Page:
The Seven Springs EcoScape provides a calm, reflective place for visitors and a refuge for an endangered fish – the Watercress Darter (Etheostoma nuchale). The EcoScape walkways and meditation garden are located in Powderly on the campus of the Faith Apostolic Church. The Powderly neighborhood of Birmingham has a deep history and the springs in this area were once a stop for horse drawn carriages on their way into Birmingham. The springs produce a creek called Nabors Branch which empties into Valley Creek. The Watercress Darter found in the Seven Springs is known to exist only in central Alabama in Roebuck Springs, Pinson, Bessemer, and now Seven Springs. This population of Watercress Darter was discovered by Samford University biologists Drs. Mike Howell and Larry Davenport. This discovery led to an agreement in 2005 between the church and the Freshwater Land Trust to ensure the permanent protection of the Watercress Darter and its habitat. The following year, U.S. Fish and Wildlife Service, Samford University’s biology department, and the Southern Environmental Center joined the partnership. Faith Apostolic Church hopes to eventually extend the EcoScape along the spring out to 24th Street Southwest, a street that borders Red Mountain Park.
The EcoScape designed by the Southern Environmental Center serves as an outdoor classroom and meditation site. The garden’s winding pathways, bounded by limestone boulders, wind through beds planted with native plants and flowers. The limestone boulders and gravel paths buffer the spring from parked cars and also control runoff from the surrounding paved areas. Gravel and native plantings act as a natural filtration system trapping pollutants yet allowing drainage to occur. The brick walkway and viewing platform is bordered with orchard trees and several large canopy trees.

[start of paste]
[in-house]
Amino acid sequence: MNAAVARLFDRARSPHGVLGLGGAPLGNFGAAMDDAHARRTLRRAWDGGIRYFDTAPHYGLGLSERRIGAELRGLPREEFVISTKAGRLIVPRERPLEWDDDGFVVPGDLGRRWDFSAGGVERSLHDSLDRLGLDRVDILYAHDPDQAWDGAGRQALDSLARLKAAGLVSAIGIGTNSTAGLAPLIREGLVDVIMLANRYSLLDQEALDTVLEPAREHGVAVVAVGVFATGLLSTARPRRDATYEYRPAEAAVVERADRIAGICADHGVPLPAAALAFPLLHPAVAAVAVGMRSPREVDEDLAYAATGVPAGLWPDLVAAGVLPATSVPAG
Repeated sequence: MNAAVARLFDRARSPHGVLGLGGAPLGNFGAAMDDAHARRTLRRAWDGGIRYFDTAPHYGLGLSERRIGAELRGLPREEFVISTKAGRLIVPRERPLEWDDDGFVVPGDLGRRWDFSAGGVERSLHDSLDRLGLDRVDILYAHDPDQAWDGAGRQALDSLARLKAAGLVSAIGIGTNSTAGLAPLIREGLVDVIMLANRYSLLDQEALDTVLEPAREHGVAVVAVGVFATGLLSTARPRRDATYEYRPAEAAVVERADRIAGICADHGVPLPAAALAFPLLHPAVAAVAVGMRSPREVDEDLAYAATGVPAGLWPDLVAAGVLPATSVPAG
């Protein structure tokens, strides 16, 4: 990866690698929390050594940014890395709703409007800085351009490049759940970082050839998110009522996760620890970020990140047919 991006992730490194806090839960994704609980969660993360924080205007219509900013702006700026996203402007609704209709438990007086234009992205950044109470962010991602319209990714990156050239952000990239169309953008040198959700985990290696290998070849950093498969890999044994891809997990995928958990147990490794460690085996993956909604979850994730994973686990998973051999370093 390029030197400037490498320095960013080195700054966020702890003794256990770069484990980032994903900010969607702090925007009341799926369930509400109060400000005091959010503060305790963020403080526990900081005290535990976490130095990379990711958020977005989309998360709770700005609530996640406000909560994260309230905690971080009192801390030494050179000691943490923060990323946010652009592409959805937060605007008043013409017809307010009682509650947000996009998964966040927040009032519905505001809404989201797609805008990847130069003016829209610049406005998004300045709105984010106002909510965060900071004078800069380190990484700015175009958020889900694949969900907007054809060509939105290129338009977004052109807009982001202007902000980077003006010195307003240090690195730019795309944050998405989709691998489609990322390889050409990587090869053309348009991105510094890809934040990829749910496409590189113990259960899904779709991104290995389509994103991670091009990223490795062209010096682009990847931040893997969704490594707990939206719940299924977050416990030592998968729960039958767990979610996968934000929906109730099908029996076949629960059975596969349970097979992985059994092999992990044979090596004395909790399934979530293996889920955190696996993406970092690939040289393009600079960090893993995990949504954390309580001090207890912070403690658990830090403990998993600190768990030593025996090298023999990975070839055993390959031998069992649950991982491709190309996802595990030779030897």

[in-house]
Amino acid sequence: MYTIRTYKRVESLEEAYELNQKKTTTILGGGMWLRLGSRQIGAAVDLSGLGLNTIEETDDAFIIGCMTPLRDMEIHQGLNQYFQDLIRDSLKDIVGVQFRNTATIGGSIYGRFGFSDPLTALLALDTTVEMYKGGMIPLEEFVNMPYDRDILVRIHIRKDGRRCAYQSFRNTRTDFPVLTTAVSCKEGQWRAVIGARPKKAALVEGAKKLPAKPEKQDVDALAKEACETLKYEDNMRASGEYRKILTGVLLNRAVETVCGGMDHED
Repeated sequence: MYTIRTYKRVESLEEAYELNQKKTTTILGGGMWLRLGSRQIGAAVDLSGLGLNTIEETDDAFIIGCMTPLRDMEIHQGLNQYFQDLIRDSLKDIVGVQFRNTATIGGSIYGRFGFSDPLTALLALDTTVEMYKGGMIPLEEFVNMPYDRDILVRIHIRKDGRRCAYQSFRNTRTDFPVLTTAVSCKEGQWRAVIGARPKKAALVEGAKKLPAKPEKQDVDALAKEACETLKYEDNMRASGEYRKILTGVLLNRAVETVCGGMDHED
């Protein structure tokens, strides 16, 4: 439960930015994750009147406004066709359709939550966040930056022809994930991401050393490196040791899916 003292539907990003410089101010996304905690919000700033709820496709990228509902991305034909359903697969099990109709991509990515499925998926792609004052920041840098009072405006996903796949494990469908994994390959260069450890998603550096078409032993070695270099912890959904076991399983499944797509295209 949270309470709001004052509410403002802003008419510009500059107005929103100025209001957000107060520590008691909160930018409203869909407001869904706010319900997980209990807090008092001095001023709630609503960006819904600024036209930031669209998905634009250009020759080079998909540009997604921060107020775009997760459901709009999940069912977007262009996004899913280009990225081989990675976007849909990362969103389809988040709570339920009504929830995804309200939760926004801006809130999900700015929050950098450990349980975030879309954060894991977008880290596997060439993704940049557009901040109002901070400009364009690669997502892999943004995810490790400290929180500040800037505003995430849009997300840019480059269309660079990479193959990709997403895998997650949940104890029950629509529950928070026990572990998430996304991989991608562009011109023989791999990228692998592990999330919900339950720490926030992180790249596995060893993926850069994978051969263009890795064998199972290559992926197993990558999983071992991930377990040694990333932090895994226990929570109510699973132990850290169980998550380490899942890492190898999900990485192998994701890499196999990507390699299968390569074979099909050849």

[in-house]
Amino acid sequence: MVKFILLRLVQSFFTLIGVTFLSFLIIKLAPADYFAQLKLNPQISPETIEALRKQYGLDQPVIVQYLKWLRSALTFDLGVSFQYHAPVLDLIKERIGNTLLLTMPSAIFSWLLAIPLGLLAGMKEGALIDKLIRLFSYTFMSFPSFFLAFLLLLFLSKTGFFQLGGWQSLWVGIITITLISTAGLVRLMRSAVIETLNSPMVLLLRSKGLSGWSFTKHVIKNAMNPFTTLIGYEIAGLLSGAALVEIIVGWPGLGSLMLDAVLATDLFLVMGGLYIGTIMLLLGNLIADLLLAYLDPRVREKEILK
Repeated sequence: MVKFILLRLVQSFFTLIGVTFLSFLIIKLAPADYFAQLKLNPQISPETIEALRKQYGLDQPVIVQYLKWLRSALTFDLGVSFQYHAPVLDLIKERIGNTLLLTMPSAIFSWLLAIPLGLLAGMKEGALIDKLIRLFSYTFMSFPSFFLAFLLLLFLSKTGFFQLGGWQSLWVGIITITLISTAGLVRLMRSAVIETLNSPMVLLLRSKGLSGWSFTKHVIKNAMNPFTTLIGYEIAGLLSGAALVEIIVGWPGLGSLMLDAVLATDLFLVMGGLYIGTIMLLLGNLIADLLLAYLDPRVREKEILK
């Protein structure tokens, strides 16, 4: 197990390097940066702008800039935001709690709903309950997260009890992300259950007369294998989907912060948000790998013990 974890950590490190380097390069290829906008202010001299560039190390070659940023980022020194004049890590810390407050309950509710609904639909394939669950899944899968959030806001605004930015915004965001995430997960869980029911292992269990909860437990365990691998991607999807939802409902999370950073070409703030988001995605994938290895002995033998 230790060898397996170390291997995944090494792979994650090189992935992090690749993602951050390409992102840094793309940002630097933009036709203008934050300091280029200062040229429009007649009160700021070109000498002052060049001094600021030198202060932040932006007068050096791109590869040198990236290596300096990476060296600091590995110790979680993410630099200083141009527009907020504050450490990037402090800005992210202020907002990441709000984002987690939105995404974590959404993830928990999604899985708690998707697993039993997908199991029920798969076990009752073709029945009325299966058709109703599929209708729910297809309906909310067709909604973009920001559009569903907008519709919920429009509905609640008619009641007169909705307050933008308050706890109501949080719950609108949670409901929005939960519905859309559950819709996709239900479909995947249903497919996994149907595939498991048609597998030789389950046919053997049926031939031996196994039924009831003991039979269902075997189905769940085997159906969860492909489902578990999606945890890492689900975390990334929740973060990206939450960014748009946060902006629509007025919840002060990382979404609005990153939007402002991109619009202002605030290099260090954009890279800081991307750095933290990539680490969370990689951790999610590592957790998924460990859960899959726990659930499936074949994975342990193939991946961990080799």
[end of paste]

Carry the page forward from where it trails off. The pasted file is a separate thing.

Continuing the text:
Art: A mosaic of a watercress darter adorns the area under the main archway onto the EcoScape’s paths. The lintel of that arch also has a representation of a watercress darter centered on it. Metal Archway Arnie Rutkis, watercress darter mosaic Gabriella Pomplova.
Funding: NFWF Five Star Restoration Challenge Grant and Legacy, Inc.
Red Rock Ridge and Valley Trail Connection: Jones Valley Corridor, Red Mountain Greenway
2001 Cleburn Ave SW
Birmingham, AL 35211
• What To Do •
The tranquil settings are perfect for meditation to enjoy the experience of the native plants in bloom. Parking on-site is available except Sunday mornings.
• Seasonal Highlights •
The tranquil settings are perfect for meditation with spring being the best time of year to enjoy the experience of the native plants in bloom. The orchard trees produce fruit in the fall.
Headwaters Valley Creek